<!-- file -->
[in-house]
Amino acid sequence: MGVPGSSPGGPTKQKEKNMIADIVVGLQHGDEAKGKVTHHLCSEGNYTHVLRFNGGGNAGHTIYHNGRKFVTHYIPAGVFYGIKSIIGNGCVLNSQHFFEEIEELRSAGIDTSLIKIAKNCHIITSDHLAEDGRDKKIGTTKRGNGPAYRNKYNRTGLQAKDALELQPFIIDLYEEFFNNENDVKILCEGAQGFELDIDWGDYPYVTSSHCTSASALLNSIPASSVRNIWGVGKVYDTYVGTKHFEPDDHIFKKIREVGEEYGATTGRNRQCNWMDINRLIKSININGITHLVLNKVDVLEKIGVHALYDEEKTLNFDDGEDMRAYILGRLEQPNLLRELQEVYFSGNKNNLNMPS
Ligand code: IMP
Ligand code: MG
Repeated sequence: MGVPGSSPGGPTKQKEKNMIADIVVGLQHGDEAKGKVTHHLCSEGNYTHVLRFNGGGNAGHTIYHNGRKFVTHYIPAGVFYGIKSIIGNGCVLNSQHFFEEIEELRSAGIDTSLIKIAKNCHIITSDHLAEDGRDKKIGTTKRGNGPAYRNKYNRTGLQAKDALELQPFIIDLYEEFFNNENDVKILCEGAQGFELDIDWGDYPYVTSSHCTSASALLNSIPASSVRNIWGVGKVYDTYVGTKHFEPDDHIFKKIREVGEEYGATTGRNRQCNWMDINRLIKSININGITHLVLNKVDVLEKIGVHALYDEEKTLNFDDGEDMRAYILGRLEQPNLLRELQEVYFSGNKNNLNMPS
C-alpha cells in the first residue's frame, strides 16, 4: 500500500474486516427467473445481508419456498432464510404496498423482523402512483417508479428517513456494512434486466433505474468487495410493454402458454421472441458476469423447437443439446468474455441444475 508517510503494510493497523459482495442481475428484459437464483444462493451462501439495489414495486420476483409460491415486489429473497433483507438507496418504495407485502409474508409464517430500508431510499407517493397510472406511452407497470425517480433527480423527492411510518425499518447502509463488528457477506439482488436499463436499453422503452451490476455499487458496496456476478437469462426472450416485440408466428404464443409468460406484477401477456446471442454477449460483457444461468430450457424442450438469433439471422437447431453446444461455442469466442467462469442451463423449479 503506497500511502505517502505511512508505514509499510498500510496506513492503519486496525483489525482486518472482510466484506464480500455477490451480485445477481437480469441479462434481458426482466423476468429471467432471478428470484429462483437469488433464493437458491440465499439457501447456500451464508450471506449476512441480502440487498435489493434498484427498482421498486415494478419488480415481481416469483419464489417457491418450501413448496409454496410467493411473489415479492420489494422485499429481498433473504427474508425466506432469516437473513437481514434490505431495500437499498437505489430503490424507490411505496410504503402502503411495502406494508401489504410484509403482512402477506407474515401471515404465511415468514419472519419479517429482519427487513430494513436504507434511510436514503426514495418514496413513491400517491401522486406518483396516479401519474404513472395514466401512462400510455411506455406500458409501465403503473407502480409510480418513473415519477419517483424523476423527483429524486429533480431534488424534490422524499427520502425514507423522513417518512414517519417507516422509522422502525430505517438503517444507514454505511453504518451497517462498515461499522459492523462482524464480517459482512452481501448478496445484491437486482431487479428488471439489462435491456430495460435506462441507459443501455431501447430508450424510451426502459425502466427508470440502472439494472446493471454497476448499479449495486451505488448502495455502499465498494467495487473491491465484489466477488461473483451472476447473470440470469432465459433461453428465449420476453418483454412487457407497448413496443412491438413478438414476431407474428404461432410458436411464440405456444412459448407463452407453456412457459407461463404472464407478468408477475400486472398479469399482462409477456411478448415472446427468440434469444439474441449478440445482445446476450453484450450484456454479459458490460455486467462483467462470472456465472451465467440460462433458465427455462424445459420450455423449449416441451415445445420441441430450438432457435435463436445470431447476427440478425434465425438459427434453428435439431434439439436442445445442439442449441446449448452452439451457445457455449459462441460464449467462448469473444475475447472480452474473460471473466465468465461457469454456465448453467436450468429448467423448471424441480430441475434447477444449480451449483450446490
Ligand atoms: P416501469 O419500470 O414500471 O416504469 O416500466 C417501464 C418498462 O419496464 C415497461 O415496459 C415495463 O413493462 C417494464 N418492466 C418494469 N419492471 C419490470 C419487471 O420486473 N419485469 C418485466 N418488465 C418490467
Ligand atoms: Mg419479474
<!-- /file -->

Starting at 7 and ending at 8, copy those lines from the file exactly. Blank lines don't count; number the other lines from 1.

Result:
Ligand atoms: P416501469 O419500470 O414500471 O416504469 O416500466 C417501464 C418498462 O419496464 C415497461 O415496459 C415495463 O413493462 C417494464 N418492466 C418494469 N419492471 C419490470 C419487471 O420486473 N419485469 C418485466 N418488465 C418490467
Ligand atoms: Mg419479474